Then he basically proposed. I was away in Europe, and he wrote to me over messenger: "So I was thinking—you're 26, I'm 29, and every time I think of my future life and having kids, I see you there. Would you want to take this to the next level?" I told him that I wasn't done being single, and that I was not ready to tie myself to anyone at that time. I was trying not to be too brash, but maybe this wasn't the best approach because his response was something like, "take your time, keep me posted."
But having a second go with him was so healing because it allowed me to have complete closure. I understood that he wasn't really worth all I'd built him up to be when I was 19 and completely devastated by the infidelity and the lies. It felt really good to be the one calling the shots and putting the boundaries in place.
I met Rick in school, in a small mining town called Sparwood, when he threw a textbook across the table, and it hit me in the chest. I yelled at him, and he walked over to my then boyfriend and said, "What a cow." But we ended up being quite good friends after that. He was the guy who took me places when my boyfriend was busy, and when my boyfriend went away to school, Rick and I had a friendship that was just on fire. Within that friendship, we had a summer romance, and I ended up getting pregnant. I was 18 and hadn't cut ties with my other boyfriend, so I never said anything to my parents about the pregnancy. I just stayed home and worked on a surveying crew for eight months until they eventually found out—five days before I gave birth. Everyone was all up in arms—small town, you know—my dad kicked me out of the house. I went into labor, and Rick said, "I don't care who's baby it is, I'm here for you"—even though the baby was clearly his. He bought us a little trailer, and we moved in together and started a life.
So we had a beautiful little boy who was just everything to us. Then we had a little girl, too, and everything was great. He worked at the mine, and since my family were outfitters—fisherman, hunters, miners—Rick fell in love with the wilderness side of my family. But I wanted to be an artist, which was impossible there. I started working at an arts council and did everything I could to build the art community there. But everything I did, he went the other direction. So we went our separate ways.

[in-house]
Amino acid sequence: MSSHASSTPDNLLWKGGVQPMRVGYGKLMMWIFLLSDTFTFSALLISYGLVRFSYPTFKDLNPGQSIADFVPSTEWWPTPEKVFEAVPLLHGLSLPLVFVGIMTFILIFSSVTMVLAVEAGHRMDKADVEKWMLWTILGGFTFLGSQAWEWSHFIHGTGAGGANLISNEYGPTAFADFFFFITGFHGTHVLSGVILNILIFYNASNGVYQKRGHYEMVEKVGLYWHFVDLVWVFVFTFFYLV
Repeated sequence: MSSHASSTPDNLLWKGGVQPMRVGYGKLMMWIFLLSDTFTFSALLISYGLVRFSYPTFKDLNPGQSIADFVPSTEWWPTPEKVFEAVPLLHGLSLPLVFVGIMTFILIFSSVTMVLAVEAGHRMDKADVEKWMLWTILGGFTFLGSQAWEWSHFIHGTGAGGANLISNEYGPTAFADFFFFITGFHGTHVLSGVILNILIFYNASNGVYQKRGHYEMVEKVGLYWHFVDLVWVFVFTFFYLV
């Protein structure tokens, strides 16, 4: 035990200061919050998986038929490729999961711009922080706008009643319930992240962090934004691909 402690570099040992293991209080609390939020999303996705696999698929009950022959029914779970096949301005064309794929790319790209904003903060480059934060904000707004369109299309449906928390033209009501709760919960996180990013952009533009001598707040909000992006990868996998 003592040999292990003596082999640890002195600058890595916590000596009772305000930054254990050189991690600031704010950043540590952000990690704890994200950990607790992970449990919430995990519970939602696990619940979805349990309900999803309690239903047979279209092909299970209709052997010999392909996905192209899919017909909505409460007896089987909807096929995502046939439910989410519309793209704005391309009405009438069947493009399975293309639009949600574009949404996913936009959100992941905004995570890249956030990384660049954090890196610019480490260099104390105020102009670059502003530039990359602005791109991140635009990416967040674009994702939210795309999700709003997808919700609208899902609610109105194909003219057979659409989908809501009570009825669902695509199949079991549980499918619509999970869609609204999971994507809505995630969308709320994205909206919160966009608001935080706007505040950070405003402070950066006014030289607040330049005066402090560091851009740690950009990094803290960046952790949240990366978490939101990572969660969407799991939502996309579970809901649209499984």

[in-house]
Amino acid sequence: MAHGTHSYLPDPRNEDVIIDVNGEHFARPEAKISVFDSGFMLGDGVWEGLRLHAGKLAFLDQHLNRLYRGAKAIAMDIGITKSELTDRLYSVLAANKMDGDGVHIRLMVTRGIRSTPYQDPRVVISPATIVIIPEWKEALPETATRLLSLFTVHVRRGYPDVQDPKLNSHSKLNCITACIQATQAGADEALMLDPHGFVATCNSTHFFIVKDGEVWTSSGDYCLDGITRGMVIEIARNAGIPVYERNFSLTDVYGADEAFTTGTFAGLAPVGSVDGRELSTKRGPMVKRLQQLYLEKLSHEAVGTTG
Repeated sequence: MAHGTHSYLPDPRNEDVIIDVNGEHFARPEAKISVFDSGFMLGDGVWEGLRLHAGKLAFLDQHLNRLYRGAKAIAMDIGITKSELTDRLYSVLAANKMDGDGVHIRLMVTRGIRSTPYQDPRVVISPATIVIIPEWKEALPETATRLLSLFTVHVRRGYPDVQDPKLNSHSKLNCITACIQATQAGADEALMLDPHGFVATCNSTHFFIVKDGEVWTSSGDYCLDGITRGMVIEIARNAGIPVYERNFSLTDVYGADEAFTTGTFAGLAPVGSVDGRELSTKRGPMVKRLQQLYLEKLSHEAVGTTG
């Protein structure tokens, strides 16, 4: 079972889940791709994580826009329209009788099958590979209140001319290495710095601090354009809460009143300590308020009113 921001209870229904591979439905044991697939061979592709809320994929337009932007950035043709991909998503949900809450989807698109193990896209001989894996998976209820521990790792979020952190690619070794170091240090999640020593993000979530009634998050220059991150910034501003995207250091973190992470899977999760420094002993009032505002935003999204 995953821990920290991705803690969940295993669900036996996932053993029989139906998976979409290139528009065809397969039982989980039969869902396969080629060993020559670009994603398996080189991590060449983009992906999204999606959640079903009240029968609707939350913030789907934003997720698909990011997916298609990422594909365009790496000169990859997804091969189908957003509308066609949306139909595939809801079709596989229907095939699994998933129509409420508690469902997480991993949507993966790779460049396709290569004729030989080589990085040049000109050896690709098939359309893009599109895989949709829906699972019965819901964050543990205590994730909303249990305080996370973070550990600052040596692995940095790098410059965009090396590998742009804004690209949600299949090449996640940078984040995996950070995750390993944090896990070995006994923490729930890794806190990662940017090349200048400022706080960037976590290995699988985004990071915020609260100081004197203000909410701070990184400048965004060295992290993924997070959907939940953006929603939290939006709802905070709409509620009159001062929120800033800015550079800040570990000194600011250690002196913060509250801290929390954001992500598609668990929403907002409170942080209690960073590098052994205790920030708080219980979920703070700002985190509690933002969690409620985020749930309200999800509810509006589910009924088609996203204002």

Enter the first boyfriend. We reconnected, and I ended up moving to the Okanagan, Canada, with him. I brought my daughter with me, and Rick kept our son. Then one day, I was painting and got a phone call. My cousin Bob had been killed by a Cape buffalo in Africa. At the funeral, Rick walked over to me and took my hand, and—well, I can't even talk about it... It was like he was my soul. But I went back home thinking, Well, this can't happen. It's been ten years. This is stupid. We can't do this.
So then I went to Paris. I was dating a guy from California, and he sent me some tickets, and I didn't really want to go, but I went anyway—you know, it's Paris, come on. But then I got to Paris and just hated it. The guy I'd come with proposed to me on top of the Eiffel tower, and all I wanted to do was jump off!
So when I left Paris, I asked Rick to meet me at the airport. But he said no. He said, "You went with the other guy. You made your decision. I'm not coming." And I thought I'd blown it. I was like, "Oh no, I can't come back from this." But the day after I got back, he showed up at my house. He said, "OK, let's do this." And so we bought a farm together, got remarried on a ranch, and we've been together ever since.